In Memory of Charles Vernon Lewis
Charles Vernon Lewis was born in Conwy, the youngest son of Thomas Charles Lewis and CM Lewis of The Sycamores, Conwy. He had at least one brother and three sisters.
Vernon was educated at Rydal Mount School, Colwyn Bay. He became an apprentice with a firm of grain merchants in Liverpool, then worked for several years for his grandfather’s wholesale grocery business, Thomas Lewis & Co of Dean Street, Bangor. Later he took up a post with London tea merchant Harrisons & Crosfield.
He was a skilled footballer, playing for his school and Bangor Town FC. Quiet and “unassuming”, he had a large circle of friends and worshipped at St John’s English Wesleyan Church, Conwy.
He joined the Denbighshire Yeomanry during the South African war (1899-1902) but wasn’t called up to serve. Soon after the First World War began, he joined the 4th Manchester Regiment before being commissioned into the South Wales Borderers as a Second Lieutenant. He was soon promoted to Lieutenant. He was attached to a signalling school in Weymouth.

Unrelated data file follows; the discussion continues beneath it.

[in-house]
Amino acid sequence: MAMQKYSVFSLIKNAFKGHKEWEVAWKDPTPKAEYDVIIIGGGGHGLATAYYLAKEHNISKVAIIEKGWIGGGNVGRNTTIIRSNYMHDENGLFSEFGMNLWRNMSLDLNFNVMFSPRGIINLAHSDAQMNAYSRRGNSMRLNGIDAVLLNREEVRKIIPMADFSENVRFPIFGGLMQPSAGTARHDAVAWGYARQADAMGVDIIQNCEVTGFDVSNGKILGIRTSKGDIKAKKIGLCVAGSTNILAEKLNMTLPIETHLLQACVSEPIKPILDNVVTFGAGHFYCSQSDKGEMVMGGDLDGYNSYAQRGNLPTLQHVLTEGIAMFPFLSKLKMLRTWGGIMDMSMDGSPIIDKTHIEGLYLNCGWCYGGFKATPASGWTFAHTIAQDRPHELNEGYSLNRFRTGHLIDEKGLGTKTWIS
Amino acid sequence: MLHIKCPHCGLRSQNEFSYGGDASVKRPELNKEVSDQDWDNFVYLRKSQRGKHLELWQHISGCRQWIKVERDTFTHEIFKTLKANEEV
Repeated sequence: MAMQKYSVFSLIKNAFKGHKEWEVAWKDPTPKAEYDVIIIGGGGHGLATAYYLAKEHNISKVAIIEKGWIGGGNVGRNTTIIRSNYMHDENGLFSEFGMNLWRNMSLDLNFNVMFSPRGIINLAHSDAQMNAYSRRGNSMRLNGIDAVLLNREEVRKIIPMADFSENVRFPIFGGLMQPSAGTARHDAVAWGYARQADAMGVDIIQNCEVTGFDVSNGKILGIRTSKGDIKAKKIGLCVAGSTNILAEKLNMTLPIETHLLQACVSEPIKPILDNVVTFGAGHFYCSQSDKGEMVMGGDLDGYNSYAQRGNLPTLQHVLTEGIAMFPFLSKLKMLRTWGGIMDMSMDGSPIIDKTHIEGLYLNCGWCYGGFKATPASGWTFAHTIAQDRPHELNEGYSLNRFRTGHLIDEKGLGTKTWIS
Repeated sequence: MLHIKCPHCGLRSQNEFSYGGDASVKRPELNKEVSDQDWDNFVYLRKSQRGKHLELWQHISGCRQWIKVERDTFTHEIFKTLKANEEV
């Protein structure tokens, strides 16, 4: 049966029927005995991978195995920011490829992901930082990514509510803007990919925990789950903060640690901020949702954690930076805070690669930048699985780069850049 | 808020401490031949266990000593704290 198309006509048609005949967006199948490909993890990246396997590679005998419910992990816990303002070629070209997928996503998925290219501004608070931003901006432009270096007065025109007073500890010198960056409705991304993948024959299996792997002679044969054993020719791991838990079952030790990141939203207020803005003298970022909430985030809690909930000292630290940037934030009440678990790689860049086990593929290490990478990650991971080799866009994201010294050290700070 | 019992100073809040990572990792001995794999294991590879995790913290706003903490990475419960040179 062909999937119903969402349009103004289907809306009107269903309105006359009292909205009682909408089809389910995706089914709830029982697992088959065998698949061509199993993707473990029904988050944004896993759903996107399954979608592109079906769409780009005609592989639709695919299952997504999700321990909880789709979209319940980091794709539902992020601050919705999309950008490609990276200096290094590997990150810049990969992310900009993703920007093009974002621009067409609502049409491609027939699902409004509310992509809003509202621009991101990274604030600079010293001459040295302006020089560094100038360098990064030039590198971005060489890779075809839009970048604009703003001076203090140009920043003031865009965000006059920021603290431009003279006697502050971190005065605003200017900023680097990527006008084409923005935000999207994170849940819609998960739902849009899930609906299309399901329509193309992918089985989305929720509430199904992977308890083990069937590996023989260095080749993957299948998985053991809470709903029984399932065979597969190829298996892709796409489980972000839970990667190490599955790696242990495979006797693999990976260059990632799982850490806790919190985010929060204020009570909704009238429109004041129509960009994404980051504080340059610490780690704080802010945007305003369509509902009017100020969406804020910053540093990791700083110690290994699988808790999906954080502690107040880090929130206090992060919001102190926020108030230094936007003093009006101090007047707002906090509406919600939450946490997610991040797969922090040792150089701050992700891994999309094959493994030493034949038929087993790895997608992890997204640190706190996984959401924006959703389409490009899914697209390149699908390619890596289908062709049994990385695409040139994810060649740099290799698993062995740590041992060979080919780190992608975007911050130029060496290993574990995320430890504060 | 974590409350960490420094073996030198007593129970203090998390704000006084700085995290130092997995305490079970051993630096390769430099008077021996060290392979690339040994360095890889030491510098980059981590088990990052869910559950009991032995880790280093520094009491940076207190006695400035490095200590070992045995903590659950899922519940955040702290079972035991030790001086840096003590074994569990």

In June 1915, Vernon married Edith Isabel Collingwood Alexander, daughter of Rev Dr ABD Alexander of Langbank, Renfrewshire. Her brother was a Lieutenant and medical doctor.
The marriage was brief. Vernon died, aged 32, at a Weymouth nursing home on 18 August 1915 after an operation for appendicitis. The Last Post was sounded when his body was placed on a train at Weymouth. Officers of the Dorsetshire Regiment accompanied the body to Bangor, and the regimental band played funeral music along the journey.
Vernon’s funeral was held at St Paul’s Welsh Wesleyan Chapel in Bangor. The “very imposing” procession from there to Glanadda Cemetery included a firing party from the 11th South Wales Borderers. Vernon’s coffin, draped in the Union Jack, was hauled on a gun carriage by a detachment of the Royal Garrison Artillery.